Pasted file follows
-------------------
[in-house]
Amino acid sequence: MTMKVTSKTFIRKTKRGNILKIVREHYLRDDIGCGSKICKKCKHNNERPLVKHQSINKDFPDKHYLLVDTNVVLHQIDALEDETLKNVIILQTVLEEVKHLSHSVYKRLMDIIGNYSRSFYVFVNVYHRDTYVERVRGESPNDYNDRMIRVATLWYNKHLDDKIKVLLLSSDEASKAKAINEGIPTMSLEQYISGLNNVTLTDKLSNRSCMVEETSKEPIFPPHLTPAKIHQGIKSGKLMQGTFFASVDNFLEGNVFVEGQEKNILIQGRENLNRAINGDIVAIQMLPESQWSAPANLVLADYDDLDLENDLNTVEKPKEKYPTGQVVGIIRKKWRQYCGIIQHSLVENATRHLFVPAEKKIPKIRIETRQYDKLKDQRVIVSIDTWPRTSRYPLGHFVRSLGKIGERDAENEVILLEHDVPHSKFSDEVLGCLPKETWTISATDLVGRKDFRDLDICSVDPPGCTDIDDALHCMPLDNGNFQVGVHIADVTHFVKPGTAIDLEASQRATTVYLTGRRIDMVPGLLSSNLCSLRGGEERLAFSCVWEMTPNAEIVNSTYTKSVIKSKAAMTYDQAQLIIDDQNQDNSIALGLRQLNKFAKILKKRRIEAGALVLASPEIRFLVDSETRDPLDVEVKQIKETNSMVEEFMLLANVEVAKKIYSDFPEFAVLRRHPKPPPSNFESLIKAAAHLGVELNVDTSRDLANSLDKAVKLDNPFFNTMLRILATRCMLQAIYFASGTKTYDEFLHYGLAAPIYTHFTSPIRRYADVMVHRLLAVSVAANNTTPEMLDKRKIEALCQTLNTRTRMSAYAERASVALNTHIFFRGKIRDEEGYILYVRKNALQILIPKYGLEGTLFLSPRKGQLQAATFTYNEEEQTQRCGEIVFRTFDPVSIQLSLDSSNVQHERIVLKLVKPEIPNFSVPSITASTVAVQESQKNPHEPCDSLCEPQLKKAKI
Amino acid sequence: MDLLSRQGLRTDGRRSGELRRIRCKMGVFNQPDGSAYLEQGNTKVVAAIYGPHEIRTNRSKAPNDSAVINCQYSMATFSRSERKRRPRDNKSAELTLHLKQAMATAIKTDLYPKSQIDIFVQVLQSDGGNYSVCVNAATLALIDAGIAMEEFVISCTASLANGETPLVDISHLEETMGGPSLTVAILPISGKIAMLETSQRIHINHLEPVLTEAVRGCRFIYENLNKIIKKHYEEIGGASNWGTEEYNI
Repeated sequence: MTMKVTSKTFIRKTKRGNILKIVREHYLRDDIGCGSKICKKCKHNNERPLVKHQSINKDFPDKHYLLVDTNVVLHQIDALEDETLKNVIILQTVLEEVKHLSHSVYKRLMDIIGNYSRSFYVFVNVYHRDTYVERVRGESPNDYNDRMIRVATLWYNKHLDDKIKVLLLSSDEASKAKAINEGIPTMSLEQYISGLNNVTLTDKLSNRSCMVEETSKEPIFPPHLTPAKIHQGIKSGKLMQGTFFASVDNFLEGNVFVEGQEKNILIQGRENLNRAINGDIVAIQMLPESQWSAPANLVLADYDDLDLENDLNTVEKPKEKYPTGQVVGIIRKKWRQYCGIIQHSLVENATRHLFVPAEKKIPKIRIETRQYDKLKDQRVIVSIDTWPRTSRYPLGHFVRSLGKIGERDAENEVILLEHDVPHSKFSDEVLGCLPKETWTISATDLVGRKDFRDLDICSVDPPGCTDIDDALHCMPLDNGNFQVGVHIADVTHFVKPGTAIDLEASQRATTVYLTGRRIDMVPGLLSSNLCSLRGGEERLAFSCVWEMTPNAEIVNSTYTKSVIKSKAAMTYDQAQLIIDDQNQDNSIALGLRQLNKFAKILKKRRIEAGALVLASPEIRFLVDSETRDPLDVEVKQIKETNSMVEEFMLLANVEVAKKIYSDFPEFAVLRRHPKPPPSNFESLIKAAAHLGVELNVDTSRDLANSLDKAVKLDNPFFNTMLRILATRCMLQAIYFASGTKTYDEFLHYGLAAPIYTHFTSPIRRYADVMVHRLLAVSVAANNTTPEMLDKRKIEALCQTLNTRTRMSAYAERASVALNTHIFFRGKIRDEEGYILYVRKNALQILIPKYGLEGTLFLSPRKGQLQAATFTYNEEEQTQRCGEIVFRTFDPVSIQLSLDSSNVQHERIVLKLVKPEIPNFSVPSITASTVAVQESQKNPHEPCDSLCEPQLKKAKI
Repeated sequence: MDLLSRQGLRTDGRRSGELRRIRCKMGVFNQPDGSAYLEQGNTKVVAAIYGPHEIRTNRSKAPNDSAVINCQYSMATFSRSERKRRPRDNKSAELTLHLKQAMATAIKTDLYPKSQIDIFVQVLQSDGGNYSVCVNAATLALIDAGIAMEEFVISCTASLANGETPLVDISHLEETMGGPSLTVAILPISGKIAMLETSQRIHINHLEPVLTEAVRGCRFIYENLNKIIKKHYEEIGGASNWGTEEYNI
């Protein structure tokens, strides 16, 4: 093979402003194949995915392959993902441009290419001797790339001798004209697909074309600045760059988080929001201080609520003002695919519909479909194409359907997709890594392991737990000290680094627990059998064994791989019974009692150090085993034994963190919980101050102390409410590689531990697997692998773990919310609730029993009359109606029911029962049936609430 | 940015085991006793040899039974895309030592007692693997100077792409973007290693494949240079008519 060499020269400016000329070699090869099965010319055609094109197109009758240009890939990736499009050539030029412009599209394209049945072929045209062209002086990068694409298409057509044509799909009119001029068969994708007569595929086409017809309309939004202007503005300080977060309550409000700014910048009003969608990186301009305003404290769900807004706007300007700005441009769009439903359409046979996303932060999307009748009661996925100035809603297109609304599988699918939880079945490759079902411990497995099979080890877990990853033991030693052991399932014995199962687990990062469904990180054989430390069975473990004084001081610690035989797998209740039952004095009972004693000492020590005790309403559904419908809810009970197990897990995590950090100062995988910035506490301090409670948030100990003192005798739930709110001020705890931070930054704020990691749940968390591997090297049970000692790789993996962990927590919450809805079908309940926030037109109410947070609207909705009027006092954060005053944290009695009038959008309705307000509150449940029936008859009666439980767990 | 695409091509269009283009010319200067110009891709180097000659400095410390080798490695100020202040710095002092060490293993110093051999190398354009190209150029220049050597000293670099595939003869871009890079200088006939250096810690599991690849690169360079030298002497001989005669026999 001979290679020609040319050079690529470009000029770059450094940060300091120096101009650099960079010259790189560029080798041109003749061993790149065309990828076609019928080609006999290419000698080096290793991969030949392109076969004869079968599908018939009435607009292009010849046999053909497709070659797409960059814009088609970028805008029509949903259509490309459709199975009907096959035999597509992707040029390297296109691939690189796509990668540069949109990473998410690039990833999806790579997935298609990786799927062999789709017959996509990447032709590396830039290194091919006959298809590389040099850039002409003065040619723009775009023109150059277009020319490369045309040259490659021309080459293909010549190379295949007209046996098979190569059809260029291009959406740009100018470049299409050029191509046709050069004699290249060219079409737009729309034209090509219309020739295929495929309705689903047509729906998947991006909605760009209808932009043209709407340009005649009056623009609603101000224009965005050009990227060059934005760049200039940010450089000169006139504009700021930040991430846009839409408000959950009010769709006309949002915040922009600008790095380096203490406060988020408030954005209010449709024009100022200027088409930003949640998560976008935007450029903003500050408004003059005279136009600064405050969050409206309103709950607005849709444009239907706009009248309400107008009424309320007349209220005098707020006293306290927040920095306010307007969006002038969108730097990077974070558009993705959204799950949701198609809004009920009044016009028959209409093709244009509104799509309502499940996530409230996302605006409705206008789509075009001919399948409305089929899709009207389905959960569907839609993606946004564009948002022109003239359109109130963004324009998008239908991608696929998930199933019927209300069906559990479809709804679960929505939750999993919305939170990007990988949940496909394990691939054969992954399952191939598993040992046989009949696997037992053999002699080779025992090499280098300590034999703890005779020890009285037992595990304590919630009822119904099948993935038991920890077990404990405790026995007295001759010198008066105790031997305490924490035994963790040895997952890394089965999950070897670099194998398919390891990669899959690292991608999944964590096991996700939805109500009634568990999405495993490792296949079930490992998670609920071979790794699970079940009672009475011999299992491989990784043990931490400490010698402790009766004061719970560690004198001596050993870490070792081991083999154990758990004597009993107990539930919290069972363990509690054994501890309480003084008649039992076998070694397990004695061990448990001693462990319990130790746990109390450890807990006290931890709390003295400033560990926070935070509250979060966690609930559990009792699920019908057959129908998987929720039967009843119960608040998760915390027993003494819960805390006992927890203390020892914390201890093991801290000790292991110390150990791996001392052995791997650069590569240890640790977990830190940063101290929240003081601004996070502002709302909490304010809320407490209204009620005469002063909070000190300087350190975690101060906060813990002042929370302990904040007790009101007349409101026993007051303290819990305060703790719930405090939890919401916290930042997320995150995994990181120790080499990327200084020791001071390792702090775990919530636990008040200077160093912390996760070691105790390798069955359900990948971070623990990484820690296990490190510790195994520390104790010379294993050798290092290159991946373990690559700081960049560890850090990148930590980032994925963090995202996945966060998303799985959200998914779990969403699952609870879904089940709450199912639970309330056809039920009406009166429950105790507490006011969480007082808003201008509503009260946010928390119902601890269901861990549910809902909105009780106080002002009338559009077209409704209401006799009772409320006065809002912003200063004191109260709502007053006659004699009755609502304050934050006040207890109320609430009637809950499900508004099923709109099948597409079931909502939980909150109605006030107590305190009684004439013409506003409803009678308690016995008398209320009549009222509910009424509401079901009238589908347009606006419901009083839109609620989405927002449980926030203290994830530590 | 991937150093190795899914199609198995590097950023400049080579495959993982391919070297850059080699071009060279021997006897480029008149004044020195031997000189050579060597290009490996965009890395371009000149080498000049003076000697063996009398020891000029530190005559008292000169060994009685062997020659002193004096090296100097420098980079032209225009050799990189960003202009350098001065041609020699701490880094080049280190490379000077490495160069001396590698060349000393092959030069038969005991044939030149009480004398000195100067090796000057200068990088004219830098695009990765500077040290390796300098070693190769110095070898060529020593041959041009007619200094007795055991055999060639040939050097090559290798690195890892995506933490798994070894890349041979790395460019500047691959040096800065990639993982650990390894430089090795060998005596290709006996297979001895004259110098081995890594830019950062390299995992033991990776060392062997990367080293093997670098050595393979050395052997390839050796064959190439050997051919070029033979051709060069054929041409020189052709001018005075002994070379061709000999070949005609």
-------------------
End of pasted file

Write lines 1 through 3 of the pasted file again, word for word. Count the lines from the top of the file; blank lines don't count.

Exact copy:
[in-house]
Amino acid sequence: MTMKVTSKTFIRKTKRGNILKIVREHYLRDDIGCGSKICKKCKHNNERPLVKHQSINKDFPDKHYLLVDTNVVLHQIDALEDETLKNVIILQTVLEEVKHLSHSVYKRLMDIIGNYSRSFYVFVNVYHRDTYVERVRGESPNDYNDRMIRVATLWYNKHLDDKIKVLLLSSDEASKAKAINEGIPTMSLEQYISGLNNVTLTDKLSNRSCMVEETSKEPIFPPHLTPAKIHQGIKSGKLMQGTFFASVDNFLEGNVFVEGQEKNILIQGRENLNRAINGDIVAIQMLPESQWSAPANLVLADYDDLDLENDLNTVEKPKEKYPTGQVVGIIRKKWRQYCGIIQHSLVENATRHLFVPAEKKIPKIRIETRQYDKLKDQRVIVSIDTWPRTSRYPLGHFVRSLGKIGERDAENEVILLEHDVPHSKFSDEVLGCLPKETWTISATDLVGRKDFRDLDICSVDPPGCTDIDDALHCMPLDNGNFQVGVHIADVTHFVKPGTAIDLEASQRATTVYLTGRRIDMVPGLLSSNLCSLRGGEERLAFSCVWEMTPNAEIVNSTYTKSVIKSKAAMTYDQAQLIIDDQNQDNSIALGLRQLNKFAKILKKRRIEAGALVLASPEIRFLVDSETRDPLDVEVKQIKETNSMVEEFMLLANVEVAKKIYSDFPEFAVLRRHPKPPPSNFESLIKAAAHLGVELNVDTSRDLANSLDKAVKLDNPFFNTMLRILATRCMLQAIYFASGTKTYDEFLHYGLAAPIYTHFTSPIRRYADVMVHRLLAVSVAANNTTPEMLDKRKIEALCQTLNTRTRMSAYAERASVALNTHIFFRGKIRDEEGYILYVRKNALQILIPKYGLEGTLFLSPRKGQLQAATFTYNEEEQTQRCGEIVFRTFDPVSIQLSLDSSNVQHERIVLKLVKPEIPNFSVPSITASTVAVQESQKNPHEPCDSLCEPQLKKAKI
Amino acid sequence: MDLLSRQGLRTDGRRSGELRRIRCKMGVFNQPDGSAYLEQGNTKVVAAIYGPHEIRTNRSKAPNDSAVINCQYSMATFSRSERKRRPRDNKSAELTLHLKQAMATAIKTDLYPKSQIDIFVQVLQSDGGNYSVCVNAATLALIDAGIAMEEFVISCTASLANGETPLVDISHLEETMGGPSLTVAILPISGKIAMLETSQRIHINHLEPVLTEAVRGCRFIYENLNKIIKKHYEEIGGASNWGTEEYNI